Gramophone guest blog

Music – the soundtrack to our lives

Tasmin LittleMon 24th November 2014

Life, like music, isn't just about the beginning and the end, but the journey in between

The other day, I was trying to help my 12-year-old with his geometry homework. There is nothing very startling about that statement, although those who know me will smile at my triumph of optimism over reality, considering the fact that my mathematical prowess leaves quite a bit to be desired. I digress.

He had found a quicker way to calculate the answer to the question and wanted to know why he had to go all the way through the long-winded process. This developed into a somewhat philosophical discussion, as we explored the idea that some aspects of life are all about the process used to get somewhere, as opposed to a straightforward, Tardis-like arrival at a destination. We talked about education being vital preparation in giving us tools and experience for life; and I explained that the act of thinking something through actually develops our brains and often our emotions, therefore evolving each of us, bit by bit, into the unique person we are.

Our exchange got me posing once more my question about why we listen to music – in fact, I started to form an analogy between music and life itself. If the purpose of life were simply to arrive at one’s destination as quickly and efficiently as possible, there would be little point in living it. It would consist of a birth followed by a death. In the same way, were we simply to listen to the opening and closing chords of a piece, we would be aware of the departure and arrival points but we certainly would not feel we had experienced or understood anything about the content of the composition. So, it follows that there is clearly something about the journey aspect of music that we find deeply fulfilling. 

In the same way, when we read a book or watch a film, we are entering into a journey – as well as a form of (sometimes enjoyable) escapism. These art forms help us to understand ourselves by enabling us to identify with, or recognize, people in our own lives. Films, plays and books can also help us to understand and release emotions by describing or illuminating situations that resonate with our hopes and fears.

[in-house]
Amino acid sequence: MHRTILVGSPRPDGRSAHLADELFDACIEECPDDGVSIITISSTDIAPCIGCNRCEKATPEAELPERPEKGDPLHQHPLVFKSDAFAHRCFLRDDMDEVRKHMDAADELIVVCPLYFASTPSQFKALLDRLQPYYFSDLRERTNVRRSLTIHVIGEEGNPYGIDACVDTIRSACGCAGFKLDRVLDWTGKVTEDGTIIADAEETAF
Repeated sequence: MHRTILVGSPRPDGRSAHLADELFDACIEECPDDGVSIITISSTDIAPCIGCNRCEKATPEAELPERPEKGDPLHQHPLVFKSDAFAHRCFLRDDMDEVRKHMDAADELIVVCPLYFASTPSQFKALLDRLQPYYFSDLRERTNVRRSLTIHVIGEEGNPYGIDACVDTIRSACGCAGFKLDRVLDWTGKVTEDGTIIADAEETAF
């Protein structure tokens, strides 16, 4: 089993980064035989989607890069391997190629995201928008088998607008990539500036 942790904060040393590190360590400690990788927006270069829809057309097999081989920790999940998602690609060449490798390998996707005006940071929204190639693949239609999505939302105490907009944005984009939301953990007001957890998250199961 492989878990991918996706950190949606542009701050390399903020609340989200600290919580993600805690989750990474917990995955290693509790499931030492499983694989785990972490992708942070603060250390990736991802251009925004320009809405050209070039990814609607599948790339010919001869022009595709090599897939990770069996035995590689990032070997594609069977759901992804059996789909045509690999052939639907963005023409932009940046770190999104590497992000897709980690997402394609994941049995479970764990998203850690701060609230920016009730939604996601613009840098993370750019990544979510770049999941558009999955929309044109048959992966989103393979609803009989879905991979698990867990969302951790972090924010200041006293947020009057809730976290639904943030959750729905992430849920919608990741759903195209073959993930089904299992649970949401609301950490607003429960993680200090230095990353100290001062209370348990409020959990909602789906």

So, if music is wordless communication, it performs the same role as a book or a play but, instead of words, melody, harmony, rhythm and form are employed to portray emotions and ideas. These characteristics of music are so deeply rooted in our psyche that it seems to me that music is a form of 'aural body language', where we sense a mood, rather than see its physical embodiment. 

Throughout the world, music is used in everyday life by companies/bars/shops/restaurants in order to engender a specific mood in the people who are listening. It is used particularly powerfully in film, where the music is carefully composed to reflect and enhance the action on screen. Many of us will, at some point in our lives, have used music as a means to alter our mood – for instance, to give us energy in the morning, to lift ourselves up or calm ourselves down. 

Every November on Remembrance Day, we honour the brave soldiers who died in the line of duty during the First World War and we reflect upon their sacrifice during a two-minute silence. For me, feeling the emotion that this two-minute reflection engenders, the only possible way to break this silence is by hearing one of the most poignant pieces of music that exists: The Last Post

When this music begins, we all know without needing to utter a word that we are experiencing the same emotion, sadness and respect. The music gathers each of us together to share in our grief and honour our fallen heroes.

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